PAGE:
Please find attached the latest HSE bulletin which details some points to consider when reopening as lockdown measures ease.
What do we know?
In our current COVID world, there has been a concerning sharp spike of ground falls in UK climbing centres post lockdown one.
In one seven-day period, in the latter part of 2020, we had reports of the equivalent number of these incidences that we would usually expect in a ‘normal’ year.
After extensive discussions, the authors of this piece decided that scrutiny of these Incidents and Accidents was prudent to learn lessons for the future. The authors looked at the wearing of masks in climbing centres, and the accident data respectively.
About the Authors: Joby Maw Davis is a Full AMI member and holds the Winter Mountaineering and Climbing Instructor qualification. He is a Technical advisor for a lot of the major climbing walls in the UK. He is also a Technical expert for NICAS and the Association of British Climbing Walls as well as a provider for many of the Mountain Training National Governing Body awards.
Libby Peter is a Full Mountain Guide and a Member of the British Mountain Guides. Between them their technical knowledge of rock climbing both indoors and outdoors is unsurpassed 😊. Neither of them “work” (i.e. are paid) by AMI. This article and research was done independent of AMI but AMI both support it and back it.
Possible explanations could be:
- Climbers who have taken a break from climbing may have rusty skills (Skills fade posh term)
- The past year has been rough; we can all agree on that. More people may be mentally and emotionally exhausted than an average year.
- People are excited to return to their hobbies, but are they prepared?
- All the noted accidents and incidents involved lead climbing (belaying).
- They all resulted in ground falls of varying seriousness.
- Climbers and belayers involved were not novices and had climbed at the centre they were in at the time of the occurrence numerous times since the end of lockdown one.
- Accidents and incidents occurred generally in the first half of the route attempted.
What are the variables that have the potential to cause climbers / belayers issues?
Skills fade – quick confidence gains… then complacency. These incidents have not involved novices.
Amplification of previously ‘just off’ good practice. For example, poor belayer positioning and slack management; this is especially important while the climber is around 2nd-4th clips as lead falls from here require very quick reactions by the belayer to prevent a ground fall. There is a likelihood, if climbers and belayers were operating in a slightly sloppy fashion pre COVID (unconscious incompetence or conscious incompetence), that their skills will have slid somewhat.
Face mask issues
Even the neatest fitting facemask restricts lower peripheral vision. In other words, it is harder to see the ground just in-front of your feet. This leads to more frequent trips and falls (mostly in the elderly), but it also makes it harder to glance down and see what’s going on at your belay device, creating a number of potential problems:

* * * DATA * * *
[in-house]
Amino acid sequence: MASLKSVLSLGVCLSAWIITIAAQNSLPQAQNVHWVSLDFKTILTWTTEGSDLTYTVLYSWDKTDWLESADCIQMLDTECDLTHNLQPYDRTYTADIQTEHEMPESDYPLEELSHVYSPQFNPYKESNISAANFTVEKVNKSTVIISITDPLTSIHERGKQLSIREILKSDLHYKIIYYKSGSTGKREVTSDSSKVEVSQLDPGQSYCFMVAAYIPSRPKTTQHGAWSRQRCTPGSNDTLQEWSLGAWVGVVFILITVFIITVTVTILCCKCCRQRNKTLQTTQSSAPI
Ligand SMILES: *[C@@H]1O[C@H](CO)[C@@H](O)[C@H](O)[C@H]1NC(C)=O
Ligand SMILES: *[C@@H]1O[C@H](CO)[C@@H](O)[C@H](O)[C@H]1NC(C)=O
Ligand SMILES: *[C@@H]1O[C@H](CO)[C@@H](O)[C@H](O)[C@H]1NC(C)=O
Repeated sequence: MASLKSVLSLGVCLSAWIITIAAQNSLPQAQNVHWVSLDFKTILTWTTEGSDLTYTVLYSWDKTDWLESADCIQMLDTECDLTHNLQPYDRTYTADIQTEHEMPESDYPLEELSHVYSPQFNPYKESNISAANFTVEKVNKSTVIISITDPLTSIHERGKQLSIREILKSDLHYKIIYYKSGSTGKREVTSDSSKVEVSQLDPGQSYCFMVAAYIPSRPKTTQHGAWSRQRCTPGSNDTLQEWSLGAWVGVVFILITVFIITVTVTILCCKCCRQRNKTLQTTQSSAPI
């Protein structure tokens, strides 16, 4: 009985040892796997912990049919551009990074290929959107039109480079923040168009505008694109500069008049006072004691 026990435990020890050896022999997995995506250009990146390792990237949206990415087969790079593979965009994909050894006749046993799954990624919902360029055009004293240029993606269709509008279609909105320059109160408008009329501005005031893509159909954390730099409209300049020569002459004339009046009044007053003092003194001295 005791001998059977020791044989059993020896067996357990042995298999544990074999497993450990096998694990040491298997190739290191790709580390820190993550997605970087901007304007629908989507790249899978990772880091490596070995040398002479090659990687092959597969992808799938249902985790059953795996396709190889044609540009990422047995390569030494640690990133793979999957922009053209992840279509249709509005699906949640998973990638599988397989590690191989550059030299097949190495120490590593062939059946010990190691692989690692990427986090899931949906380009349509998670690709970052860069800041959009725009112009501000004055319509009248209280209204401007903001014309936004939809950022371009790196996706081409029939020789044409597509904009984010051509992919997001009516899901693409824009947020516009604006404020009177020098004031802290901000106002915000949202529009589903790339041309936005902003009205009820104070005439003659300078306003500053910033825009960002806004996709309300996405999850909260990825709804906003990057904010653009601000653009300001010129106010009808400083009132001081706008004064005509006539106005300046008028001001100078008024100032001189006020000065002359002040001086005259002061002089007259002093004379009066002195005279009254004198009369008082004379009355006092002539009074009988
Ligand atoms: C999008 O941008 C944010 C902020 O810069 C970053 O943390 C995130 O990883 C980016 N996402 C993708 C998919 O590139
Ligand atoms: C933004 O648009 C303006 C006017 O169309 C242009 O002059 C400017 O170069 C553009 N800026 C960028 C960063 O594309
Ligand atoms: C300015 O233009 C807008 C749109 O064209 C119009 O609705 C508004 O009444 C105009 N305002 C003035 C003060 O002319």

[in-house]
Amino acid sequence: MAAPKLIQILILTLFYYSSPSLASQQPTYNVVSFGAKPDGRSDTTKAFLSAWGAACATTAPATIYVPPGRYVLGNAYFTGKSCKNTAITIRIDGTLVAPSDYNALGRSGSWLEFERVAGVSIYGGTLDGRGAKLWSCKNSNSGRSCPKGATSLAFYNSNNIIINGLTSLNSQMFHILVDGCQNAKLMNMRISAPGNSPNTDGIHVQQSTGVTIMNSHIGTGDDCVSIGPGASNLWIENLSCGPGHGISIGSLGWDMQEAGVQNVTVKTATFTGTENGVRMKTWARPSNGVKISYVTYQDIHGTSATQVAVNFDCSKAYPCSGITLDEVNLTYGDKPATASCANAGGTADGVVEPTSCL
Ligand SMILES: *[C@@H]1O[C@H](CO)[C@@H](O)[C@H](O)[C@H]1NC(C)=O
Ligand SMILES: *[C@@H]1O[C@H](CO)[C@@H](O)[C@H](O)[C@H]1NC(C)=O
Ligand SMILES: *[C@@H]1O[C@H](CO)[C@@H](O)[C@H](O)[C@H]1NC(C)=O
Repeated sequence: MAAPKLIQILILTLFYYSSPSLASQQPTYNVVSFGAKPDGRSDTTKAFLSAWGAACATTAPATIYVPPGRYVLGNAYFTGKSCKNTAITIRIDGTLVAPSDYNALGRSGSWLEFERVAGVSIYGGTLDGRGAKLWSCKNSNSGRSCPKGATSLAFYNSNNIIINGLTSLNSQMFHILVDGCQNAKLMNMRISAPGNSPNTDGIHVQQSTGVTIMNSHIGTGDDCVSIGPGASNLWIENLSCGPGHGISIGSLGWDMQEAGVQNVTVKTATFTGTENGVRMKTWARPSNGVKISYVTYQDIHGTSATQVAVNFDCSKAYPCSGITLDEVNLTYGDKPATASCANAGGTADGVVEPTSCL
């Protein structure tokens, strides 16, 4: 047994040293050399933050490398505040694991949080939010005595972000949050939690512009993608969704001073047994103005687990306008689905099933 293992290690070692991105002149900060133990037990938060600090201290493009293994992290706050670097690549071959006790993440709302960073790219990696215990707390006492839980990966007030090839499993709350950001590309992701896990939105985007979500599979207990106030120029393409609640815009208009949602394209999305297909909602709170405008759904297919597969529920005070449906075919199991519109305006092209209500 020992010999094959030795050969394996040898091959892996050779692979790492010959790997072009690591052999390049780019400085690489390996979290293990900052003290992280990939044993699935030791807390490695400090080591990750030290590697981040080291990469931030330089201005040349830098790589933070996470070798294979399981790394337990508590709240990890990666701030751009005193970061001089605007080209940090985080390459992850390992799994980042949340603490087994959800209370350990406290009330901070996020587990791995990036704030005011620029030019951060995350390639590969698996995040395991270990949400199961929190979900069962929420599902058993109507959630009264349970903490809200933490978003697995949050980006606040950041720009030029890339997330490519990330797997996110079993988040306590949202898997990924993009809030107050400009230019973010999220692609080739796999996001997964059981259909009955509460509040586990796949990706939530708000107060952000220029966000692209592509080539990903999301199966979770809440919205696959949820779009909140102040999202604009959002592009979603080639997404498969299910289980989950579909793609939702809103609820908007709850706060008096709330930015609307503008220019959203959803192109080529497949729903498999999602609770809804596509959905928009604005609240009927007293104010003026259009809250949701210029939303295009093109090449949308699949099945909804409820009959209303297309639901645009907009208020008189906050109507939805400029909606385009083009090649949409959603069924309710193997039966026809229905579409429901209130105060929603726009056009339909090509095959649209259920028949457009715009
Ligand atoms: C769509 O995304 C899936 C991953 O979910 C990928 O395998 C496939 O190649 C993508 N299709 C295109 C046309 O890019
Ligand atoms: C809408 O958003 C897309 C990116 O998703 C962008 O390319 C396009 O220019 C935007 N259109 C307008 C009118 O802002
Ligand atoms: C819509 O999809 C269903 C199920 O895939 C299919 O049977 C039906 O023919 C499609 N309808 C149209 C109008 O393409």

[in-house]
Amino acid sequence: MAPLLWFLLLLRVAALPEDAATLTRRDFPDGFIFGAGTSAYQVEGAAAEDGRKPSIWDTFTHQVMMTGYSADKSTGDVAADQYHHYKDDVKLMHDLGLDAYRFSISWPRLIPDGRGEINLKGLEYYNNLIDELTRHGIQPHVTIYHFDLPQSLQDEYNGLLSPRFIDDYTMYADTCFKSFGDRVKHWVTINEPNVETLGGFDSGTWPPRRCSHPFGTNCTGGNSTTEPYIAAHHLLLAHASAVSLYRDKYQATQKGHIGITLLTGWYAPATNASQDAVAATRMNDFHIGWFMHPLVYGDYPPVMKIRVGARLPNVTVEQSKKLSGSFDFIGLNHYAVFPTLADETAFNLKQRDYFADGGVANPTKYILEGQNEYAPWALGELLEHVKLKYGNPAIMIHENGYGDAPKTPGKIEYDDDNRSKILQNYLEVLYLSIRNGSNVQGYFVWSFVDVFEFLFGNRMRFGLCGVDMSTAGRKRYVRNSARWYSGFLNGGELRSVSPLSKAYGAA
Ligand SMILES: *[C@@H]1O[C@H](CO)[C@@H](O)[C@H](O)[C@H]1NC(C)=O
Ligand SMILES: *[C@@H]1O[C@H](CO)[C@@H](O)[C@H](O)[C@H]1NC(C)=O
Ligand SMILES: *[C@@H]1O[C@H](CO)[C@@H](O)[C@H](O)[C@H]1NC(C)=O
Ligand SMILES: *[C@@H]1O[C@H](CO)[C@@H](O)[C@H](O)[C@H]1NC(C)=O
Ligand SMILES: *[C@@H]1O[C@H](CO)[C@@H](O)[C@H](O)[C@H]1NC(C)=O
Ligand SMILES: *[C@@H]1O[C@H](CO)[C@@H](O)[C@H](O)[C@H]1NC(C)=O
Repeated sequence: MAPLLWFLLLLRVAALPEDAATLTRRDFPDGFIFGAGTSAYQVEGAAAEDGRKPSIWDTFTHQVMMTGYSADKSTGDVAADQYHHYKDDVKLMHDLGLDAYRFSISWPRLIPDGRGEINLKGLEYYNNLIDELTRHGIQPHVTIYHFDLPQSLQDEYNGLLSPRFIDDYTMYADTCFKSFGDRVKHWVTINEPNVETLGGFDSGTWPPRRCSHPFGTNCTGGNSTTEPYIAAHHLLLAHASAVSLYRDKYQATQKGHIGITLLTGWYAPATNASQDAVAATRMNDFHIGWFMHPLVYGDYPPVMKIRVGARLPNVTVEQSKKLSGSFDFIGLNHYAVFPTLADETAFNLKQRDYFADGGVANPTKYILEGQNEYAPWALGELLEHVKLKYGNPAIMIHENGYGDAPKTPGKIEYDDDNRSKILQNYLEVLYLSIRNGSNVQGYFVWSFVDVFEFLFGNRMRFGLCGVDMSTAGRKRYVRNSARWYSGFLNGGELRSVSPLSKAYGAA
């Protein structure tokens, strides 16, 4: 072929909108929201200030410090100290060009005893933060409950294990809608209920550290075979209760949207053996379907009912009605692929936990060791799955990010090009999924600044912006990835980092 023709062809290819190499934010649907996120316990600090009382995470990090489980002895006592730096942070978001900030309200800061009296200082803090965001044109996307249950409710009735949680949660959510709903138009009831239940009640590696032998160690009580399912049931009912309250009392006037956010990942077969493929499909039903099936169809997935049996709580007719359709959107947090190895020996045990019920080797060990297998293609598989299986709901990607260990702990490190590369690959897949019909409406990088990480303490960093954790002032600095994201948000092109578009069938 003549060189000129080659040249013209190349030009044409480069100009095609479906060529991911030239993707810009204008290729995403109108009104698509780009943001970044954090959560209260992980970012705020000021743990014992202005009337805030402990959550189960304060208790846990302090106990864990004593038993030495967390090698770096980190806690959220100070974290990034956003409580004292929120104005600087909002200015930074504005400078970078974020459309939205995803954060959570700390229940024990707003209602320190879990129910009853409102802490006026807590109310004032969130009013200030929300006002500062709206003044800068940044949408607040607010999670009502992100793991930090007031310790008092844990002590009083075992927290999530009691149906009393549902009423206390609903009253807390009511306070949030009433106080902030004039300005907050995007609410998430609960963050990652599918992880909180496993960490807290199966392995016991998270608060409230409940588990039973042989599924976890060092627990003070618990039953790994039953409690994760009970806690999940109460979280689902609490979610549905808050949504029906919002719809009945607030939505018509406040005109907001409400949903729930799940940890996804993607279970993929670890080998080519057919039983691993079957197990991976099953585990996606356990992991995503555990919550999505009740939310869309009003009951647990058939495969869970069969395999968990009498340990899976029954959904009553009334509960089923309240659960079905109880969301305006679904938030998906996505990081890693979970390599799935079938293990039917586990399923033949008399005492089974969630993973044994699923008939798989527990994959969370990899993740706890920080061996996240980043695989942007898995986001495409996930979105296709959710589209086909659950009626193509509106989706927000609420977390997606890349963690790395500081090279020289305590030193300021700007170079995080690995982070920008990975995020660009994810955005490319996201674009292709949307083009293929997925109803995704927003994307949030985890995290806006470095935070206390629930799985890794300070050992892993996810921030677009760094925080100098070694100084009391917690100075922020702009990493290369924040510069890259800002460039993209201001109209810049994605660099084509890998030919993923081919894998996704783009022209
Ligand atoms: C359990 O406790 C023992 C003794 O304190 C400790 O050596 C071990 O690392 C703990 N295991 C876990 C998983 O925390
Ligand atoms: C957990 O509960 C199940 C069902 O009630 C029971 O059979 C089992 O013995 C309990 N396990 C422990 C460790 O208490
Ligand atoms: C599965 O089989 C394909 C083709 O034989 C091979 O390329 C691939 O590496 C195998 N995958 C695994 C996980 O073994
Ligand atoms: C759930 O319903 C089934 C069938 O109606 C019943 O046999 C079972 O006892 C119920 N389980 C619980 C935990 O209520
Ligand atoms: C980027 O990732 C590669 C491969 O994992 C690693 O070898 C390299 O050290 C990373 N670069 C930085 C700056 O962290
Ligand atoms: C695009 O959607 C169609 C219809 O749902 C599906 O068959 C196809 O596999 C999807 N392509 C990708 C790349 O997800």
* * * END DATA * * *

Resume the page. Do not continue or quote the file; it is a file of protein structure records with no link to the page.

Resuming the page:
1. Blocks the view of how much slack is out immediately in-front of the belay device. It’s possible to have a loop of slack out (i.e. too much slack) and not realise.
2. Less confidence in making quick adjustments to the amount of slack out (slack management). Some belayers need to look down at the belay device when paying out or taking in.
3. Can’t see trip hazards around feet (such as rope) so might result in the belayer moving around less to adjust slack, or an actual trip.
Poor fitting masks
4. Habitual readjustment of mask as it slips down over nose – means two hands not on the rope.
Belay glasses and masks
5. This combination definitely further limits lower peripheral vision leaving only a slim letter box view.
6. Moving belay glasses into place as leader reaches second or third clip could be even slower with mask on – and may knock the mask out of place leading to point 4 above.
Prescription glasses and masks
Glasses steaming up is a big issue for belayers and leads to a few scenarios, all of which have their own potential impact on effective belaying:
7. Leave steamed up glasses in place and have trouble seeing clearly enough to detect climber movements that might suggest an imminent fall, or to preempt clipping.
8. Take glasses off and, depending on quality of vision without glasses, have trouble seeing as above.
9. Alternate between glasses on and off resulting in two hands not on the rope.
10. Leave glasses on and pull mask down to prevent fogging – and reduce Covid safety.
Some real-life suggestions to help makes your first steps ‘back’, as safe as possible for your and your partner.
Why not treat the first session back as a refresher of all belaying elements?
Take things more slowly than you would do ‘normally’. How about a top-rope before leading if haven’t climbed in a mask on for example?
Make no assumptions about belaying/climbing skills for you and you partners / s
Never forget the lifesaving PARTNER CHECK
Belay device/rope compatibility check, have you purchased new equipment?
Be extra vigilant; remember other’s actions could also impact on you and your partner’s safety.
Communication – revisit with your partner your communication routine, it may well have been some time since you climbed together!
Instructors and coaches
Expect to give more support than normal to your climbers and belayers, remember the operational changes in your sessions will be well drilled for you, but they will be new to your climbers.
Mask education – help clients to develop a mask system that is Covid safe and climb safe.
Have extra vigilance when backing up belaying, it is probably the case that in your centre / organisation you are dealing with this in a more socially distanced fashion.
Be prepared and equipped to intervene quickly if deemed necessary. Have these drills been well practiced amongst staff?
Frame of Reference
Minor Interactions :- Behaviours and or actions that can contribute to the increased chances of any of the above
Near Miss:- An event not causing harm, but has the potential to cause injury or ill health
Incident:- a set of conditions or circumstances that have the potential to cause injury or ill health and could result in damage to equipment and facilities.
Accident:- An event that results in injury or ill health
Many thanks to the authors Joby Maw Davis (AMI) Climbing and Mountain Training http://www.jobymawdavis.co.uk/and Libby Peter (IFMGA Guide)
Test & Trace
- The Government has confirmed that test and trace obligations will resume when the industry reopens from 12 April, including for outdoor use only and to remain in place until at least September.